Posts Tagged ‘nuclear war’
According to recently declassified documents made available by the U.S. National Security Archive, the United States had a contingency plan in effect where, in the event that the President went missing or was killed during an attack on the country, the military was instructed to launch an automatic and simultaneous “full nuclear response” against both the Soviet Union and China. And it wasn’t until 1968 that the government under Lyndon Johnson repealed the directive.
I’ve said it before: every generation before mine was completely insane.
* As I discuss in my presentation for SLSA next week, Octavia Butler predicted it: Huntington’s mutation can improve learning before symptoms arrive.
* How to fight a nuclear war: Jimmy Carter had a plan.
* Stuyvesant, Harvard, people are alike all over: the psychology of cheating.
* “In Plain View”: How molesters get away with it.
* Meta poll-of-polls analysis shows the Romney campaign is in serious trouble.
What Erikson and Wlezien did is rather remarkable: They collected pretty much every publicly available poll conducted during the last 200 days of the past 15 presidential elections and then ran test after test on the data to see what we could say about the trajectory of presidential elections. Their results make Romney’s situation look very dire.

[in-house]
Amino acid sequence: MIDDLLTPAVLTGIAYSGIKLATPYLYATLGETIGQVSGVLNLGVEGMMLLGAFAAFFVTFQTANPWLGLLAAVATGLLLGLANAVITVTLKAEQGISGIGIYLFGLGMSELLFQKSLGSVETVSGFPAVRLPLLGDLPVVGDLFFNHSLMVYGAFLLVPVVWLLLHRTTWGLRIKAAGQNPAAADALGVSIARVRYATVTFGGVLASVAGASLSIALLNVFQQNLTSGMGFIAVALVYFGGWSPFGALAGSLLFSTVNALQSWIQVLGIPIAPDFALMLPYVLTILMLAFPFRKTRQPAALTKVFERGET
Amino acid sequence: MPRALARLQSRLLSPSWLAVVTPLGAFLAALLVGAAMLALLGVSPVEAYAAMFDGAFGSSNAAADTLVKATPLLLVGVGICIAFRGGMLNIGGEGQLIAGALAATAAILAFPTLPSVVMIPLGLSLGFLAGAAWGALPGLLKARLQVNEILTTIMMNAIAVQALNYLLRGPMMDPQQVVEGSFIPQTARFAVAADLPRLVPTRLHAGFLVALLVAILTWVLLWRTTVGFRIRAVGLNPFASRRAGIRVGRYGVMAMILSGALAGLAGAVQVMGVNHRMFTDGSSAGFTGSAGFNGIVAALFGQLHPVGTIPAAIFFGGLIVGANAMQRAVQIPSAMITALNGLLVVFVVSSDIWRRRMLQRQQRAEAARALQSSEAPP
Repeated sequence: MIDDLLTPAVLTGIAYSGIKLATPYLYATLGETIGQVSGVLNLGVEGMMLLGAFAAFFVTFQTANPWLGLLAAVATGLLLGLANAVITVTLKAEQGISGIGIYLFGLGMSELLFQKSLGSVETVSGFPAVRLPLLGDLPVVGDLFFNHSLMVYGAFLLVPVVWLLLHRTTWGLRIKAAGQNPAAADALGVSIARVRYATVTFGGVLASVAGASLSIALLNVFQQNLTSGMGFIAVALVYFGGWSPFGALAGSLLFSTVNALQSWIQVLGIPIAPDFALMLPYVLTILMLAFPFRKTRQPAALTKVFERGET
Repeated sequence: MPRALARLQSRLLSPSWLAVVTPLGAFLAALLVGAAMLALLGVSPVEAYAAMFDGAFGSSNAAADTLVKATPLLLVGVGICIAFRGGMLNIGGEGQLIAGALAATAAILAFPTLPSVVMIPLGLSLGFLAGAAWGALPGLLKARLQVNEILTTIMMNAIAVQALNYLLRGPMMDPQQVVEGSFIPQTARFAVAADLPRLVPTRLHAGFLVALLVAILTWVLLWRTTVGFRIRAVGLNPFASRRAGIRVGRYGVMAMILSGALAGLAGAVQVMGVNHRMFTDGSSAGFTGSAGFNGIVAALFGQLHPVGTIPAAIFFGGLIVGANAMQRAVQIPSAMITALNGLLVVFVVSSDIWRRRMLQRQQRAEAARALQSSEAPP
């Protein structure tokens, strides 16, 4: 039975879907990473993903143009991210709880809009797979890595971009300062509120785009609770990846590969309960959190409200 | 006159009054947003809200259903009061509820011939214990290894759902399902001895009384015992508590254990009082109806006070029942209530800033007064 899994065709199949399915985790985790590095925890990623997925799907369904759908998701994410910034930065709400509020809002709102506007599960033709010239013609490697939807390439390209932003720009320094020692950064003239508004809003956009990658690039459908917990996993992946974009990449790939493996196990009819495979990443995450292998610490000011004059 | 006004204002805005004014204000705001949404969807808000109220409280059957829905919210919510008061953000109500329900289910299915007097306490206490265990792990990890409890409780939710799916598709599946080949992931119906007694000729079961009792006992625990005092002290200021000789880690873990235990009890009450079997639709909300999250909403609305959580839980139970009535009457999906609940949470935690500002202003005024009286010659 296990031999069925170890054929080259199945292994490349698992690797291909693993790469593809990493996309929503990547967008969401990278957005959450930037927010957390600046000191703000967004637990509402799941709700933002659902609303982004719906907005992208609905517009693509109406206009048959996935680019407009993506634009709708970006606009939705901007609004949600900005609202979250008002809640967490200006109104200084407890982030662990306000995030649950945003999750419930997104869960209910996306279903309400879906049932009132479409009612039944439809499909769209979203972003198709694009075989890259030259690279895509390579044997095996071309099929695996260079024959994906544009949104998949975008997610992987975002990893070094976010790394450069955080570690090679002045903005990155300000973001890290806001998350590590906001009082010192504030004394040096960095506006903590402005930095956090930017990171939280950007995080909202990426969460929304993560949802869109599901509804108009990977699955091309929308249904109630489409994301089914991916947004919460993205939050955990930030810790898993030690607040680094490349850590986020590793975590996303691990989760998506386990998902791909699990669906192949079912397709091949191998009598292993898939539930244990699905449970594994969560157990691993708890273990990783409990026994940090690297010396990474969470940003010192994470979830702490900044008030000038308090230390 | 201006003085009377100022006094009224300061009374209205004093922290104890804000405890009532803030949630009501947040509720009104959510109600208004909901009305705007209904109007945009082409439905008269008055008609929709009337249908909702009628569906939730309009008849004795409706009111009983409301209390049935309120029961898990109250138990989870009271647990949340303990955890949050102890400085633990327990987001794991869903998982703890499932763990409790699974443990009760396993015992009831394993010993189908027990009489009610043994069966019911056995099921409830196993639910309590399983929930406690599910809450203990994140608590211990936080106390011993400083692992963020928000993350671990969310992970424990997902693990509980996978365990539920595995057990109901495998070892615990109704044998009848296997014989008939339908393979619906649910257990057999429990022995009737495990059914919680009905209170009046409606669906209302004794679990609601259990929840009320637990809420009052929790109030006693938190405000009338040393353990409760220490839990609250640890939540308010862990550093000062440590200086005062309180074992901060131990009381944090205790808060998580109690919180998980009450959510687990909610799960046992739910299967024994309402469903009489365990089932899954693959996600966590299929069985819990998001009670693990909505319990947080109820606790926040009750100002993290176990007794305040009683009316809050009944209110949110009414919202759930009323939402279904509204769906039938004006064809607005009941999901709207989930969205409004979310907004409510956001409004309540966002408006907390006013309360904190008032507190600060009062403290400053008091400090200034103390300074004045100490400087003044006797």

For instance: The least-stable period of the campaign isn’t early in the year or in the fall. It’s the summer. That’s because the conventions have a real and lasting effect on a campaign.
But the most surprising of Erikson and Wlezien’s results, and the most dispiriting for the Romney campaign, is that unlike the conventions, the debates don’t tend to matter. There’s “a fairly strong degree of continuity from before to after the debates,” they write. That’s true even when the trailing candidate is judged to have “won” the debates. “Voters seem to have little difficulty proclaiming one candidate the ‘winner’ of a debate and then voting for the opponent,” Erikson and Wlezien say.
* Underselling it a bit: “Potentially unsafe” rat meat is being sold illegally in London marketplaces. Remember, it’s only potentially unsafe. Who among us can really know anything for sure?
* Also at io9: George Dvorsky takes the recent rheseus monkey brain-implant study as a hook for another ride on the what-could-possibly-go-wrong merry-go-round about uplifting animals.
* And just because it’s Monday: Ben Folds vs. the Fraggles.
Rare photos from an A-Bomb test. Thanks, Lindsey!
* Wisconsin State Sen. Glenn Grothman: There’s no need for an Equal Pay Law because money is more important for men. Scott Walker’s on board. What decade is this? Honestly.
* One of my earliest political disillusionments was discovering how bad Clinton’s trumpeted “welfare reform” really was. Everything old is new again.
* And Ze is back. Hooray for everything.
A big post, catching up from most of last week:
* Science fiction on the BBC: A brief history of all-women societies.
* News from my childhood: Another new version of Dungeons & Dragons is on the way. MetaFilter agonizes.